U.S. Naturalization & Citizenship
There are many reasons one may want to become a U.S. citizen, and you can accomplish that through filing for naturalization.
Naturalization vs. Citizenship
The only difference between naturalization and citizenship is the path that is required to obtain each. Citizenship can only be acquired by those born to U.S. citizens; this includes children who are born outside of the U.S. Those who do not have U.S. citizen parents must go through the naturalization process at a later point in their lives.
Both citizenship and naturalization prove that the holder is a U.S. citizen, and there are no significant differences in the rights that are held by either—both are entitled to travel with a U.S. passport and register to vote. Like those born in the U.S., naturalized citizens cannot be deported or have their citizenship revoked.
Before applying for U.S. naturalization, applicants must ensure that they meet the eligibility requirements devised by Congress through the Immigration and Nationality Act (NIA). In order to qualify for naturalization, one must:
- Be 18 years old at the time they file their Form N-400 (Application for Naturalization)
- Have been a permanent resident with a Green Card for at least 5 years
- OR have been a permanent resident with a Green Card for at least 3 years, while legally married to a U.S. Citizen
- OR if they work in a qualifying service within the U.S. armed forces
- OR their biological or adoptive parents became U.S. citizens before they were born
- Have had continuous residence within the U.S. for the 5 years (or 3 years, if marriage-based) immediately prior to their filing
- Have been physically present in the United States for 30 consecutive months during the 5 years immediately prior to their filing
- Have lived for at least 3 months in the state that they are applying through
- Students may apply for naturalization in the state where they’re attending school or the state in which their family lives (if they are still financially dependent on their family)
- Demonstrate good moral character
- Demonstrate adherence to the principles and ideals of the U.S. Constitution
- Demonstrate an ability to read, write, and speak basic English
- Have an understanding of U.S. history and government
- Pledge an oath of allegiance to the United States
Applying for Naturalization
Applying for naturalization is a relatively straightforward process, as long as the applicant meets all eligibility requirements. While the USCIS processing time for naturalization takes around 6 months, the entire process from completing an application packet to becoming a U.S. citizen can take much longer. The naturalization process follows the following steps:
- Determine whether applicant is already a U.S. citizen
- Determine if applicant meets all of the qualifications required for naturalization
- File a Form N-400 (Application for Naturalization) application packet, with a processing fee of $725
- Attend a biometrics appointment at the Application Support Center
- Study for the U.S. government and civics interview
- Attend the interview
- If approved, the applicant must pledge an oath of allegiance to the U.S.
- Applicant must demonstrate an understanding of all rights and responsibilities they have as a new U.S. citizen
The naturalization test is administered by a USCIS Officer during the applicant’s interview. The Officer will ask the applicant questions about their background and the N-400 application before providing them with the English and Civics tests. Every applicant must take these 2 tests unless they qualify for an exemption. The English test consists of 3 parts: reading, writing, and speaking. Every applicant is given 2 opportunities to take the 2 tests per naturalization application submitted. If the applicant fails any portion of the test during the interview, they will be retested on the failed portion between 60 and 90 days after their initial interview date.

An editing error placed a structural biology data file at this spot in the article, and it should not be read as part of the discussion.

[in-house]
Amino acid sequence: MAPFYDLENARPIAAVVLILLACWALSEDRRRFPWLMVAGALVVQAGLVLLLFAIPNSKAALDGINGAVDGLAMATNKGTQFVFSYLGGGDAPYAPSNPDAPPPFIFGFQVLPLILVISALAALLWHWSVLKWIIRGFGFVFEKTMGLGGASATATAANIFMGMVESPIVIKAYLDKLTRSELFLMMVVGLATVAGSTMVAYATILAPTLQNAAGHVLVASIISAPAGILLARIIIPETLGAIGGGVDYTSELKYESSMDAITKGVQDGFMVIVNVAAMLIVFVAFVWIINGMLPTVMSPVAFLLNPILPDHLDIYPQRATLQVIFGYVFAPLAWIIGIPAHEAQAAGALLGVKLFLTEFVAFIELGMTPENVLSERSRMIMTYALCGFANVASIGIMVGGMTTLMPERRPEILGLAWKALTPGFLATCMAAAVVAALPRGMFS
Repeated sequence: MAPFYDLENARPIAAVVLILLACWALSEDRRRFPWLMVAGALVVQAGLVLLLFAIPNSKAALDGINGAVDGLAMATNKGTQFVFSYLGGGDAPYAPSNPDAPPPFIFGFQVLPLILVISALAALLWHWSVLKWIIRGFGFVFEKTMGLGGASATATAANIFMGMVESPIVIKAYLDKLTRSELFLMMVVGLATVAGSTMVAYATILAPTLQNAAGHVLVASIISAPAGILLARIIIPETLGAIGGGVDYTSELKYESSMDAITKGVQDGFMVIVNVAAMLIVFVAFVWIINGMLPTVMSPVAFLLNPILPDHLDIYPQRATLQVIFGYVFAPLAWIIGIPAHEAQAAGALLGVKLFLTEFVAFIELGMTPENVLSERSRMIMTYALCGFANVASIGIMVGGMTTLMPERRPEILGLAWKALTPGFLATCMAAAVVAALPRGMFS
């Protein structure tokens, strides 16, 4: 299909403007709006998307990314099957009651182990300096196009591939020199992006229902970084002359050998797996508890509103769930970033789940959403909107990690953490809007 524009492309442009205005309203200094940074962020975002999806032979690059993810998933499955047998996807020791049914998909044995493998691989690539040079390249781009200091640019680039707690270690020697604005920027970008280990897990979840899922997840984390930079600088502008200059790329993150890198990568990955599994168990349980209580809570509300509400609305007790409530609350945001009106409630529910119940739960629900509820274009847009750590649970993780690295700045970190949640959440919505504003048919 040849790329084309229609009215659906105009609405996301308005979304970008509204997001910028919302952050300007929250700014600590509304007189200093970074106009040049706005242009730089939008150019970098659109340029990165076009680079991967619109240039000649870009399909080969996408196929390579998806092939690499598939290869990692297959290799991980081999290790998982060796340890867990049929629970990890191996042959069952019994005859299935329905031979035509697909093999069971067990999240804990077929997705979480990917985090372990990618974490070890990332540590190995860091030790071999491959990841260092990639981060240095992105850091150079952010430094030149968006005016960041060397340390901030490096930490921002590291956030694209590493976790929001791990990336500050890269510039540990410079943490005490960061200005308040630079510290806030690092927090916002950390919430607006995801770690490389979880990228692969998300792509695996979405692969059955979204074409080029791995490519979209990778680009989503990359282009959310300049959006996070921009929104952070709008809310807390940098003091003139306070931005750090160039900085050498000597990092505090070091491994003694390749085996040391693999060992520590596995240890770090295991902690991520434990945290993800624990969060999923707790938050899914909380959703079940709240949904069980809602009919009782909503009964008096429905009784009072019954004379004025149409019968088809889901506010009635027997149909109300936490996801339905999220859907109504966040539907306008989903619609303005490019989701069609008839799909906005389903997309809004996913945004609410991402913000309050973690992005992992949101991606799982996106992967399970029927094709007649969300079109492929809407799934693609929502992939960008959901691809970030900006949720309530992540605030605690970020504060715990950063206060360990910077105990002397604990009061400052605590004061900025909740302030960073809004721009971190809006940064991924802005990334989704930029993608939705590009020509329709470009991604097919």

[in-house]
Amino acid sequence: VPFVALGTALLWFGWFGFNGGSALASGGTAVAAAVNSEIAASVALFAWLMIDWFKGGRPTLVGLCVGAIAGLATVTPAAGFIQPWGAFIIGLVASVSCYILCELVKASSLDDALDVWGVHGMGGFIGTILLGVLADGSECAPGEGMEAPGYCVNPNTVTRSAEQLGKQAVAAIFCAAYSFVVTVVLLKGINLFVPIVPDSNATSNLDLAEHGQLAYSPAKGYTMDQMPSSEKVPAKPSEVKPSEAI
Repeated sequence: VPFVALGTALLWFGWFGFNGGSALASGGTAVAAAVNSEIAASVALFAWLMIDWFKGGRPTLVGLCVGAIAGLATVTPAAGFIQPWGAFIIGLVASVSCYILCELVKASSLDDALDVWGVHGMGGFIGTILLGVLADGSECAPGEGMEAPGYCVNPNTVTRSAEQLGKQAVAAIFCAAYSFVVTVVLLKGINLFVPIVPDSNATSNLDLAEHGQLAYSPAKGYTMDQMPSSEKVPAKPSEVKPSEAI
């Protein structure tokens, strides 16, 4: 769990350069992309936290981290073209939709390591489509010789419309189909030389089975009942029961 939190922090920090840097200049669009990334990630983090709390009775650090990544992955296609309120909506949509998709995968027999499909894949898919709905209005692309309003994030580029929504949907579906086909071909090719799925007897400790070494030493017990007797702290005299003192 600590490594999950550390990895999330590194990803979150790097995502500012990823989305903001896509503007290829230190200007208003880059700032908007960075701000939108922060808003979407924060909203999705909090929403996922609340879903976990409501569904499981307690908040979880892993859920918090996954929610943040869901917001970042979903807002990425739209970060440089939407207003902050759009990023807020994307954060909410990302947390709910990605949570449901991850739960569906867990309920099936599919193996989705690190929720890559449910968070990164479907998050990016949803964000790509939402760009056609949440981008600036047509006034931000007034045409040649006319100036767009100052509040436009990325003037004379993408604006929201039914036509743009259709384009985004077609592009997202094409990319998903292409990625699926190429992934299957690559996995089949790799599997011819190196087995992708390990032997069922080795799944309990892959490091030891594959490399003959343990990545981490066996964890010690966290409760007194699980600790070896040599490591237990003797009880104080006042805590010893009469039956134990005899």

The speaking test requires the applicant to demonstrate that they have the ability to speak basic English conversationally.
The reading test requires the applicant to demonstrate that they have the ability to read English. They will be given 3 sentences and are required to read at least one of them out loud correctly to the interviewing Officer. The content of the reading questions will largely relate to U.S. civics and history.
The writing test requires the applicant to demonstrate that they have the ability to write in English. Like the reading test, they will be given 3 sentences of which they must write one correctly. The content of the writing test also often revolves around U.S. civics and history.
The Civics test is the last component of the interview process. Before the interview, the applicant will be provided 100 Q&A about important U.S. history and government topics by the attorney’s office. During the interview, their USCIS officer will choose 10 questions from the list. Of these 10, the applicant must answer 6 correctly to pass.
Become a U.S. Citizen
The process of becoming a U.S. citizen can be a daunting one. Tackling the naturalization process can be especially challenging if you’re doing it alone. That is where we come in. At The Batrakova Law Office, our immigration attorney will walk you through the entire naturalization process so that nothing gets missed. We want to help you in every way possible so that you can live the American Dream. Our citizenship lawyers will help you prepare for your naturalization interview and tests so that you can walk in confident and optimistic. Contact us today.